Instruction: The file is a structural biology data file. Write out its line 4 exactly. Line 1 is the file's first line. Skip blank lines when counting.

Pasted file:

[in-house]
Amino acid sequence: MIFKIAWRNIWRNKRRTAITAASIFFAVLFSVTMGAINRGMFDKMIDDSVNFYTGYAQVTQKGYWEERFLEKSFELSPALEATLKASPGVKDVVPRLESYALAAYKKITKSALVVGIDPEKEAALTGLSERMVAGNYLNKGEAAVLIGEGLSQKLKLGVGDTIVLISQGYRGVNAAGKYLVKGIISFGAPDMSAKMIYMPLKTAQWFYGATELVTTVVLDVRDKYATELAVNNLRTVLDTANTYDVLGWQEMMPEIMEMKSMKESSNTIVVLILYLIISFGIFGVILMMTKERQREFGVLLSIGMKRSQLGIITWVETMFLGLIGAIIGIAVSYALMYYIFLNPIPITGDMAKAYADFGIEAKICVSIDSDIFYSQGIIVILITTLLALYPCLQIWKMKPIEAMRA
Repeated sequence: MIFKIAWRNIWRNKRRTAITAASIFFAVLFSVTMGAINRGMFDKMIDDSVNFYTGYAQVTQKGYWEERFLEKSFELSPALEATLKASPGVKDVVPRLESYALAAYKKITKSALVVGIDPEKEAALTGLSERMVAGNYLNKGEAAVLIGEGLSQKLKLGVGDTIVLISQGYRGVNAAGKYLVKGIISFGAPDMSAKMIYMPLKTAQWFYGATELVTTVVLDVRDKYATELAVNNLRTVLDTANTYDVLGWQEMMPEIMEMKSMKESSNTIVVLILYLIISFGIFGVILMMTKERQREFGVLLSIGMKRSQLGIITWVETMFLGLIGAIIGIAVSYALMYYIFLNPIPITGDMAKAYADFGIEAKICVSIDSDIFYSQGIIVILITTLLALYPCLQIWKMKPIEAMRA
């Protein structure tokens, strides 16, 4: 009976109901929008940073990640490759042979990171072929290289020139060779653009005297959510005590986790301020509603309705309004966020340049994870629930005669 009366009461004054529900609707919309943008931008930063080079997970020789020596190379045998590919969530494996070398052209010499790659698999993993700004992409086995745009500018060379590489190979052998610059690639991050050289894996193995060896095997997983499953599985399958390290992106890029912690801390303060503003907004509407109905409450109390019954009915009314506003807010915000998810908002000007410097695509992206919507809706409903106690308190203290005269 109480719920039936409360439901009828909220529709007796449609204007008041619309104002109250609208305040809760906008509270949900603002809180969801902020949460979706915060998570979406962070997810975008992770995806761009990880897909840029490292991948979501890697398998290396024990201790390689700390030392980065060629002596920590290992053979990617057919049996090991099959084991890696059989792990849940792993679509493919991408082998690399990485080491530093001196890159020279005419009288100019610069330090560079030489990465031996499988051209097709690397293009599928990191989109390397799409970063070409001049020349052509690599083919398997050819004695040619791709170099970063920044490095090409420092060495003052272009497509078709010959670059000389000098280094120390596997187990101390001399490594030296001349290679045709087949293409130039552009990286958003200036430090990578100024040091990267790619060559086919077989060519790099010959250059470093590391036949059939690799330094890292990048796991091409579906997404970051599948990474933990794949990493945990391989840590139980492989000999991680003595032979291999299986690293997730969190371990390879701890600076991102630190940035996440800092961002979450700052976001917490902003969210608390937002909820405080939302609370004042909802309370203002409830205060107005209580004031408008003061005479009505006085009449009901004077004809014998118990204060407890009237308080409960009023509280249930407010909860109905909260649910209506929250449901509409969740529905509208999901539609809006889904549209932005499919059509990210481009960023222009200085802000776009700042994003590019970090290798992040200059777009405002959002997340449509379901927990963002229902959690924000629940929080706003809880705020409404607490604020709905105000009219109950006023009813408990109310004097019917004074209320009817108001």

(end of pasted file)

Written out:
């Protein structure tokens, strides 16, 4: 009976109901929008940073990640490759042979990171072929290289020139060779653009005297959510005590986790301020509603309705309004966020340049994870629930005669 009366009461004054529900609707919309943008931008930063080079997970020789020596190379045998590919969530494996070398052209010499790659698999993993700004992409086995745009500018060379590489190979052998610059690639991050050289894996193995060896095997997983499953599985399958390290992106890029912690801390303060503003907004509407109905409450109390019954009915009314506003807010915000998810908002000007410097695509992206919507809706409903106690308190203290005269 109480719920039936409360439901009828909220529709007796449609204007008041619309104002109250609208305040809760906008509270949900603002809180969801902020949460979706915060998570979406962070997810975008992770995806761009990880897909840029490292991948979501890697398998290396024990201790390689700390030392980065060629002596920590290992053979990617057919049996090991099959084991890696059989792990849940792993679509493919991408082998690399990485080491530093001196890159020279005419009288100019610069330090560079030489990465031996499988051209097709690397293009599928990191989109390397799409970063070409001049020349052509690599083919398997050819004695040619791709170099970063920044490095090409420092060495003052272009497509078709010959670059000389000098280094120390596997187990101390001399490594030296001349290679045709087949293409130039552009990286958003200036430090990578100024040091990267790619060559086919077989060519790099010959250059470093590391036949059939690799330094890292990048796991091409579906997404970051599948990474933990794949990493945990391989840590139980492989000999991680003595032979291999299986690293997730969190371990390879701890600076991102630190940035996440800092961002979450700052976001917490902003969210608390937002909820405080939302609370004042909802309370203002409830205060107005209580004031408008003061005479009505006085009449009901004077004809014998118990204060407890009237308080409960009023509280249930407010909860109905909260649910209506929250449901509409969740529905509208999901539609809006889904549209932005499919059509990210481009960023222009200085802000776009700042994003590019970090290798992040200059777009405002959002997340449509379901927990963002229902959690924000629940929080706003809880705020409404607490604020709905105000009219109950006023009813408990109310004097019917004074209320009817108001």